The datasets generated for this study are available on request to the corresponding author.
The studies involving human participants were reviewed and approved by the Ethic Committee of the University of Turin (code 10039). The patients/participants provided their written informed consent to participate in this study.
MR, ST, SG, and AM conceived the study. MR and ST did the analyses. MR wrote the manuscript. All authors discussed the results together and contributed to the final manuscript, doing critical revisions and giving suggestions, and approved the submitted version of the manuscript.
ST, SG, and AM were supported by the University of Turin (Ricerca Scientifica Finanziata dall’Università).
Conflict of Interest Statement
The authors declare that the research was conducted in the absence of any commercial or financial relationships that could be construed as a potential conflict of interest.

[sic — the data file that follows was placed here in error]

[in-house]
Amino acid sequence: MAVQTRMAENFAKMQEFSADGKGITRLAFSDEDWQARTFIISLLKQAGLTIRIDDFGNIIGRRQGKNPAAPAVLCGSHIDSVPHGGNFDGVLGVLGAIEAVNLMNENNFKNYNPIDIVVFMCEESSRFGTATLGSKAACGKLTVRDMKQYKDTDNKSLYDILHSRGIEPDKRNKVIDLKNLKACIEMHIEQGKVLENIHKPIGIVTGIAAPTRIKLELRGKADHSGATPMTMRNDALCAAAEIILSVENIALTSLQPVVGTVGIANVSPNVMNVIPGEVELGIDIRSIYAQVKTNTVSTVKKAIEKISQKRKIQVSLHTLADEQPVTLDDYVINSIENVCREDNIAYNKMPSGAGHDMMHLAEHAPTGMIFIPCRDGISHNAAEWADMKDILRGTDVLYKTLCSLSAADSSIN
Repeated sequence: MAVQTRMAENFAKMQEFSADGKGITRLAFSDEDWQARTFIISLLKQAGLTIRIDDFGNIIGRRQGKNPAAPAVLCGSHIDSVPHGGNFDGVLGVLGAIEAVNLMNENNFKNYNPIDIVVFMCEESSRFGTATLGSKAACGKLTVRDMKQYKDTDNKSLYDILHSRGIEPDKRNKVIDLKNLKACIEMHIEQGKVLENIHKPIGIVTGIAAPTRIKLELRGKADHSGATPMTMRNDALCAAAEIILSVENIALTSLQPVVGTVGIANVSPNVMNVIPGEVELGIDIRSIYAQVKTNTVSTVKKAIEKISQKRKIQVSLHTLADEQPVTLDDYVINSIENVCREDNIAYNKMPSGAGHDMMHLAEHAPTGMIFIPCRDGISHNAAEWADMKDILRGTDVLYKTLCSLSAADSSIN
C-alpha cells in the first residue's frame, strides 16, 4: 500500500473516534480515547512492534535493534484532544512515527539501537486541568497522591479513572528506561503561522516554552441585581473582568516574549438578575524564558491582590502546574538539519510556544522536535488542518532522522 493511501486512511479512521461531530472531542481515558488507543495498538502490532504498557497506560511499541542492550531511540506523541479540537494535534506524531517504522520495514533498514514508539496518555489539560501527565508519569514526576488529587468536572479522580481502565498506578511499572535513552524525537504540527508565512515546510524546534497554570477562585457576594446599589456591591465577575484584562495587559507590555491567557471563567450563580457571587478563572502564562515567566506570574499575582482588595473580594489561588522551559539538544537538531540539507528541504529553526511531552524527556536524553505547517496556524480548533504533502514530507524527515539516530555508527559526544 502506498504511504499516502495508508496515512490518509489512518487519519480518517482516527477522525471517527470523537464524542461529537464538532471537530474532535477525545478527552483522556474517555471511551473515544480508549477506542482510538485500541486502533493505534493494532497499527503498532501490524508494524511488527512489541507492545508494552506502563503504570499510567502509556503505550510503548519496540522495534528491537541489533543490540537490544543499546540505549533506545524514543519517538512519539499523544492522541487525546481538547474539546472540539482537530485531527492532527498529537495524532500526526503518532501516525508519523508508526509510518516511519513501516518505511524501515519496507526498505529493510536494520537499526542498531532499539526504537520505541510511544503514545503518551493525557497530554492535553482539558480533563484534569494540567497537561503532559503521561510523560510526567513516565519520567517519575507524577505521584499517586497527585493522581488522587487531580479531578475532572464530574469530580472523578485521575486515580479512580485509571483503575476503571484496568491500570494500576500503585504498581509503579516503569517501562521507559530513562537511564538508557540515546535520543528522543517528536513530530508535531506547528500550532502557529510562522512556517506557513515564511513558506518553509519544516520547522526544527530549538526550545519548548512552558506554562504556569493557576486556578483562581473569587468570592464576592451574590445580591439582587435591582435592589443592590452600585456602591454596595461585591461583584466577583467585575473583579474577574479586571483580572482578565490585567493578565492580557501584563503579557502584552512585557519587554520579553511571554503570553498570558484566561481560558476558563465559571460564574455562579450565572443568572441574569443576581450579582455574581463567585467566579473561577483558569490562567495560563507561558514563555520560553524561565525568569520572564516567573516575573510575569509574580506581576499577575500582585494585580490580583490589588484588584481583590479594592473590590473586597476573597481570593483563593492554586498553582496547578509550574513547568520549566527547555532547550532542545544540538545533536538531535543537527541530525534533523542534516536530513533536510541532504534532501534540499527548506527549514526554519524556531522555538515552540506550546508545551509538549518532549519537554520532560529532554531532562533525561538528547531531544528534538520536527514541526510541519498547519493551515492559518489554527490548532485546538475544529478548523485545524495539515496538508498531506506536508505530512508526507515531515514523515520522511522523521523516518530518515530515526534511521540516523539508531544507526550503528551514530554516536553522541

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Existential Quest (English Version in Brackets)
1. Ad oggi, mi pongo ancora delle domande sul significato e lo scopo della mia vita [Today, I still wonder about the meaning and goal of my life].
2. Sulla base delle esperienze della mia vita, il mio approccio verso la religione/spiritualità probabilmente cambierà [My attitude toward religion/spirituality is likely to change according to my life experiences].
3. Mettere in dubbio le proprie convinzioni e rivalutarle è una caratteristica positiva [Being able to doubt about one’s convictions and to reappraise them is a good quality].